Xiaoliang Wang and Gabrielle Boisramé Receive 2024 Board of Regents Awards

The Nevada System of Higher Education (NSHE) Board of Regents awards Xiaoliang Wang, Ph.D., with the 2024 Mid-Career Researcher Award and Gabrielle Boisramé, Ph.D., with the Rising Researcher Award

DRI scientist Dr. Xiaoliang Wang is the recipient of the Mid-Career Researcher Award from the Nevada System of Higher Education (NSHE) Board of Regents, in recognition of his significant accomplishments and contributions to the field of atmospheric science.

Dr. Wang is a Research Professor in DRI’s Division of Atmospheric Sciences who seeks to understand air pollutant emissions and their transformations and impacts. His current research projects include studying dust emissions in underground coal mines to protect miners; vehicle tailpipe emissions and those from brake and tire wear; toxic gas and particle emissions from the open burning of household waste in South Africa; smoke emissions from burning lithium-ion batteries and spacecraft-relevant materials; and industrial emissions from mining activities in Canada’s oil sands region. His research interests include identifying the physical and chemical components of aerosols and pinpointing pollutant sources.

“I am deeply honored to receive this Award,” Wang said. “Every day, I come to work thinking of DRI’s motto ‘Impactful Science, Inspiring Solutions.’ I am fortunate to have great mentors, colleagues, and students at DRI who empower me to explore science and develop solutions.”

Dr. Wang first joined DRI in 2009 as an Assistant Research Professor, when he also joined the graduate faculty in the Physics Department at the University of Nevada, Reno. At UNR, he has taught classes on cloud and aerosol physics as well as air quality measurements and data analysis.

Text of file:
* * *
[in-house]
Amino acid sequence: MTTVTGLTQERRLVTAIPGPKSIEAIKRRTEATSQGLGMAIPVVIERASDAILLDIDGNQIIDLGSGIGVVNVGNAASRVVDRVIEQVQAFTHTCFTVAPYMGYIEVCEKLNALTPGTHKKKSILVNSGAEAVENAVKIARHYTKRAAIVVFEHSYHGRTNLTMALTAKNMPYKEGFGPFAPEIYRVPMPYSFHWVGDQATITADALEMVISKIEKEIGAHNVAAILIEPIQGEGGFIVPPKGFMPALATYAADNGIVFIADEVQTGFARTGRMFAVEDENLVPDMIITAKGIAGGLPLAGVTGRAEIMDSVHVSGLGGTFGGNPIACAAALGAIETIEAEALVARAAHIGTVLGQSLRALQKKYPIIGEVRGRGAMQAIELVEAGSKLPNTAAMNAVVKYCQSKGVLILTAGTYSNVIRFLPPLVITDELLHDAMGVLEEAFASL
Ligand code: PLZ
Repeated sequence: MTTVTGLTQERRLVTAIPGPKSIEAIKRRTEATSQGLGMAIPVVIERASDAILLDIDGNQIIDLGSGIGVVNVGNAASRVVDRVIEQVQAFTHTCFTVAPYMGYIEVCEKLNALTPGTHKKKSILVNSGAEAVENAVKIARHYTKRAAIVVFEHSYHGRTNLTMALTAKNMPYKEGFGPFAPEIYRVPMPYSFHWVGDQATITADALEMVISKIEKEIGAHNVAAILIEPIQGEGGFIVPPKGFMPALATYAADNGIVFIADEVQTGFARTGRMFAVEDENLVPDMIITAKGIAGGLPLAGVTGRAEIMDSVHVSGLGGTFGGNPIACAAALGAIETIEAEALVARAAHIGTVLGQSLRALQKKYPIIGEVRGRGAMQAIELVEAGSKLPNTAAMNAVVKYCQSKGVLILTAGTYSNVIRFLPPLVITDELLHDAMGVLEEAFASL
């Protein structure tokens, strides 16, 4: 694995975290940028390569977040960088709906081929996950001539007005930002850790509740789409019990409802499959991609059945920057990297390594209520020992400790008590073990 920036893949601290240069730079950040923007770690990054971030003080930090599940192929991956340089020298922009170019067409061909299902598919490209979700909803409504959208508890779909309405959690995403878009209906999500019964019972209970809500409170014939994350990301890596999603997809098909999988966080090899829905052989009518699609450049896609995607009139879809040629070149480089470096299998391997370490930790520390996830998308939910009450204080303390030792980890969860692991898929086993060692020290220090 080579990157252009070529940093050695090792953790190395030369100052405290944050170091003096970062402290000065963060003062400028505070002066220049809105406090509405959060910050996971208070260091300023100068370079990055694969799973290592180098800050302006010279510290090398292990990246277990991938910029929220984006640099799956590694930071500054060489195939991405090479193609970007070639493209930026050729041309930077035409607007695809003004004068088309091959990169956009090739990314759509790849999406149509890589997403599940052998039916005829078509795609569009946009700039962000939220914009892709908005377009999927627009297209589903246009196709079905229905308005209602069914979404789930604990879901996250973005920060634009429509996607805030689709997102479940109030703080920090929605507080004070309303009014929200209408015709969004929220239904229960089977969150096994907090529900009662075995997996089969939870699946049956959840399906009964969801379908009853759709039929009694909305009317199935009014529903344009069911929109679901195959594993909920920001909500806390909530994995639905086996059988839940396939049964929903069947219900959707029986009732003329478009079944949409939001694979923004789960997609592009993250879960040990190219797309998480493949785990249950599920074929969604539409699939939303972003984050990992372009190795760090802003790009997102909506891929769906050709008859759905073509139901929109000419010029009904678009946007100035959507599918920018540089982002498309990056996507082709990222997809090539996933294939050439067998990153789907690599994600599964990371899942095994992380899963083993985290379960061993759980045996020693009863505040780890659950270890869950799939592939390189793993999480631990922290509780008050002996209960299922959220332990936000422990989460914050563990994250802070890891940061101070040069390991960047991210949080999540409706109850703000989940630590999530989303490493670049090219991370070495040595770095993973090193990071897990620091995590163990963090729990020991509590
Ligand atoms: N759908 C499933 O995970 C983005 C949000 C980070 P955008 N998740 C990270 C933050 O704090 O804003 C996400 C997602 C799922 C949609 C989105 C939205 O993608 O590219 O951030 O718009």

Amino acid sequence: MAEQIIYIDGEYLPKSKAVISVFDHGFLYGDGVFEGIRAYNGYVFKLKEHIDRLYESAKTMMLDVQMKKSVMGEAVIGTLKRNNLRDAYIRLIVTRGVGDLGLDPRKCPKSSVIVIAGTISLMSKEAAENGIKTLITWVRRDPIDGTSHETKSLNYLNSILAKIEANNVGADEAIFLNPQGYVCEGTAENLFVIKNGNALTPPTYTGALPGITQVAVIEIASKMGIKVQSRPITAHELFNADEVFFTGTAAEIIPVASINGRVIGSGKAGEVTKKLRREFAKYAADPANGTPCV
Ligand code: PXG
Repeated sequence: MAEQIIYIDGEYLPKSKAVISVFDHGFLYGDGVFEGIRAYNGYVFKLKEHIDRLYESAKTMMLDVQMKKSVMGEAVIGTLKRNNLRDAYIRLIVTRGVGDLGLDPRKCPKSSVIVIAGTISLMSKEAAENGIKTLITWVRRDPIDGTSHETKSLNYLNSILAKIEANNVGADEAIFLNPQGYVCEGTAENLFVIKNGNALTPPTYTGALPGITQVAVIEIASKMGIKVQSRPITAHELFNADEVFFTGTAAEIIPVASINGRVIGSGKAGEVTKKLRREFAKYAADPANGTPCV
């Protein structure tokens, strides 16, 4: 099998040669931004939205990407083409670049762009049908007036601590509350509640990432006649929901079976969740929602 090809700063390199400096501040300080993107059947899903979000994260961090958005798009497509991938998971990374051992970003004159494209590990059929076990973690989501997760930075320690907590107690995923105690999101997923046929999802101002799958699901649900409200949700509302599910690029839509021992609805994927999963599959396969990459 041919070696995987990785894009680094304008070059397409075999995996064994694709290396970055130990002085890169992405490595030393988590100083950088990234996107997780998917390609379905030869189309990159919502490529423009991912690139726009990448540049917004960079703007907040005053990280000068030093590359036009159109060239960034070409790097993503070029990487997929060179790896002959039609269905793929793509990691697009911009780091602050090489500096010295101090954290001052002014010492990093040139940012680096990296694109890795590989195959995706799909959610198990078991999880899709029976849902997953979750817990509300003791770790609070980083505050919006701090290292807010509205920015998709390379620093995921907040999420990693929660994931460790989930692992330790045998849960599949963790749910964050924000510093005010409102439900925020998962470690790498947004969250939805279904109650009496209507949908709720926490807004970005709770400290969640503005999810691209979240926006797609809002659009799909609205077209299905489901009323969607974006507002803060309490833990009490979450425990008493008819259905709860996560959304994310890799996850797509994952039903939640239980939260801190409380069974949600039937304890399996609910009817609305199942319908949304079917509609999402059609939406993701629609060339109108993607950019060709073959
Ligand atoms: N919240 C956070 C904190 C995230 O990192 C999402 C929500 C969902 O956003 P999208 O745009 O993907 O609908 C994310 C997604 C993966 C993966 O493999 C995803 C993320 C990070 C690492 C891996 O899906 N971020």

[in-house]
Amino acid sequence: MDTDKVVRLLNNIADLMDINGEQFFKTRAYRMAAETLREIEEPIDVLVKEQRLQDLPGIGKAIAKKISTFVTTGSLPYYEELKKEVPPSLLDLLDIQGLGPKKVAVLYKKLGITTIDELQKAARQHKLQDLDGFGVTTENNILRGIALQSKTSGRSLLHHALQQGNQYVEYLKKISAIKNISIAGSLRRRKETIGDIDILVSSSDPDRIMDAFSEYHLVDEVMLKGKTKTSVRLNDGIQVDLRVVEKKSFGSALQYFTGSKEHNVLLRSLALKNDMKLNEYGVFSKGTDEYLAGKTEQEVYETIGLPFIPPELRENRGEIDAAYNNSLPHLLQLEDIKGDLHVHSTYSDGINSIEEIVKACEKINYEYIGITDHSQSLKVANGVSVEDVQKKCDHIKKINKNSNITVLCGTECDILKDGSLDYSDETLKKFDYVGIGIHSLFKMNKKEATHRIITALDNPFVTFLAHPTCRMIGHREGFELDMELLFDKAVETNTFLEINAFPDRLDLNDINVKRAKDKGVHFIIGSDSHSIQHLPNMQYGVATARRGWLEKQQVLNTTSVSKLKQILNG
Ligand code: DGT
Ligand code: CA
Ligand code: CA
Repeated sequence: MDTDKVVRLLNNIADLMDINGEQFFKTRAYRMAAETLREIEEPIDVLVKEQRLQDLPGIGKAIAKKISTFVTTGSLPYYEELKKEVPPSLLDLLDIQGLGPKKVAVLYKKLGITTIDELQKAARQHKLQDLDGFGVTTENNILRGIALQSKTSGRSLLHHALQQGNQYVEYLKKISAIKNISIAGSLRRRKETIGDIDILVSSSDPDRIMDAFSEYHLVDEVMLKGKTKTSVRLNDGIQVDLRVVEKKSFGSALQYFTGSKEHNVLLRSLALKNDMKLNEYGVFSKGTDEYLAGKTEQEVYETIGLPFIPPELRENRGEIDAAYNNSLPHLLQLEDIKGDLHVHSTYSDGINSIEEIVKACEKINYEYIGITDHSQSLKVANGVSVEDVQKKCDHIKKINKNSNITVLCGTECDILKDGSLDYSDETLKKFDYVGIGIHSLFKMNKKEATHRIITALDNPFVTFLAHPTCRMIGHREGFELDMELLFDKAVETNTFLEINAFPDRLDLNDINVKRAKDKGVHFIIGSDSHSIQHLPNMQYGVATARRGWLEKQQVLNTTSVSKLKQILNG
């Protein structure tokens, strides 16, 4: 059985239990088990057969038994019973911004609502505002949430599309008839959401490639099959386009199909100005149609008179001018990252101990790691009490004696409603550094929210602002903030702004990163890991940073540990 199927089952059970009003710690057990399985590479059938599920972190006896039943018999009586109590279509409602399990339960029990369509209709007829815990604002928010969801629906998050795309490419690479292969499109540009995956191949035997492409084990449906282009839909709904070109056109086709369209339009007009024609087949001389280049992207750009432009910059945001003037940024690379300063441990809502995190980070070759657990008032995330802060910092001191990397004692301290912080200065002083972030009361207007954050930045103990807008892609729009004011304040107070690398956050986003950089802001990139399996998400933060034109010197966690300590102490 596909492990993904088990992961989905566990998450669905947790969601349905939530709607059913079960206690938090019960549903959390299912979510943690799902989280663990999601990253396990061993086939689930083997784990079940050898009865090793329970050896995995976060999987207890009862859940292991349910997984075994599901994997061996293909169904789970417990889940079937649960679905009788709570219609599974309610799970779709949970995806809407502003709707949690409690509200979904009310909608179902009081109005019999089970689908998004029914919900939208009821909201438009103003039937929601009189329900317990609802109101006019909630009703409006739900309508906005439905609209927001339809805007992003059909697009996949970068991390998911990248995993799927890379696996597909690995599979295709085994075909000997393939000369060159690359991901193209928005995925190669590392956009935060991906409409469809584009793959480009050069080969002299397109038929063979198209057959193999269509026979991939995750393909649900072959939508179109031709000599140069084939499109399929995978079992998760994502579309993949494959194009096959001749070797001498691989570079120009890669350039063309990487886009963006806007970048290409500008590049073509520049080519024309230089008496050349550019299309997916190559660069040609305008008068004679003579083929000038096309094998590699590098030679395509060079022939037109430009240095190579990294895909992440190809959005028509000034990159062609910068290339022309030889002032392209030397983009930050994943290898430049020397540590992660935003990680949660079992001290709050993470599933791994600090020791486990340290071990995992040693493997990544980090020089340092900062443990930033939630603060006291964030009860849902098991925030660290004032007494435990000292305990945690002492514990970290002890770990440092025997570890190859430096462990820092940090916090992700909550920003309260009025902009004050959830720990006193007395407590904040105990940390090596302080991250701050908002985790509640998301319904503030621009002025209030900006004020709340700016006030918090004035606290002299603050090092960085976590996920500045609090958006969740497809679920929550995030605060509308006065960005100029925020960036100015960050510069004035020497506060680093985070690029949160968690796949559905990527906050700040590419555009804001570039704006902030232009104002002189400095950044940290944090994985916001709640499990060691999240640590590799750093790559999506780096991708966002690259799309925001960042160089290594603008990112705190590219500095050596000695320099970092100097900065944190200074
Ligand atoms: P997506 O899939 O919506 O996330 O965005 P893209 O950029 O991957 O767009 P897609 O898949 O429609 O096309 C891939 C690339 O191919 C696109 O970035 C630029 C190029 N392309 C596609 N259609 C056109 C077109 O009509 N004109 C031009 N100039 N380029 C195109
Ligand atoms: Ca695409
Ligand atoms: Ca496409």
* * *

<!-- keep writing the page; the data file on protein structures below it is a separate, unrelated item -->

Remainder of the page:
In addition to Dr. Wang’s impressive research output and dedication to preparing the next generation of atmospheric scientists, he also leads the development of new instruments for measuring air quality. One of these designs, the DRI Portable Emissions Measurement System (PEMS), is used to identify gases and particles from vehicle exhaust, stack emissions, and biomass burning. Another, the DRI Model 2015 Multiwavelength Thermal/Optical Carbon Analyzer is used worldwide to measure carbon particles from wildfire smoke and vehicle exhaust.

Dr. Wang has been granted three patents and has published three book chapters as well as more than 80 peer-reviewed journal articles. He received the 2021 DRI Science Medal and the 2020 Benjamin Y.H. Liu Award from the American Association for Aerosol Research in recognition of his outstanding contributions to aerosol instrumentation and experimental techniques.

“Dr. Wang has left an indelible mark in the field of aerosol research,” said DRI Vice President for Research Vic Etyemezian, Ph.D. “His work on taking innovative measurement solutions from the lab, developing them, and making them available to the practitioner communities has greatly impacted the fields of aerosol science, industrial hygiene, and air quality management.”

NSHE Rising Researcher Award

In addition to Dr. Wang, DRI scientist Gabrielle Boisramé, Ph.D., was awarded the 2024 Rising Researcher Award in recognition of her outstanding early-career accomplishments and potential for advancing scientific knowledge in the field of earth and environmental sciences.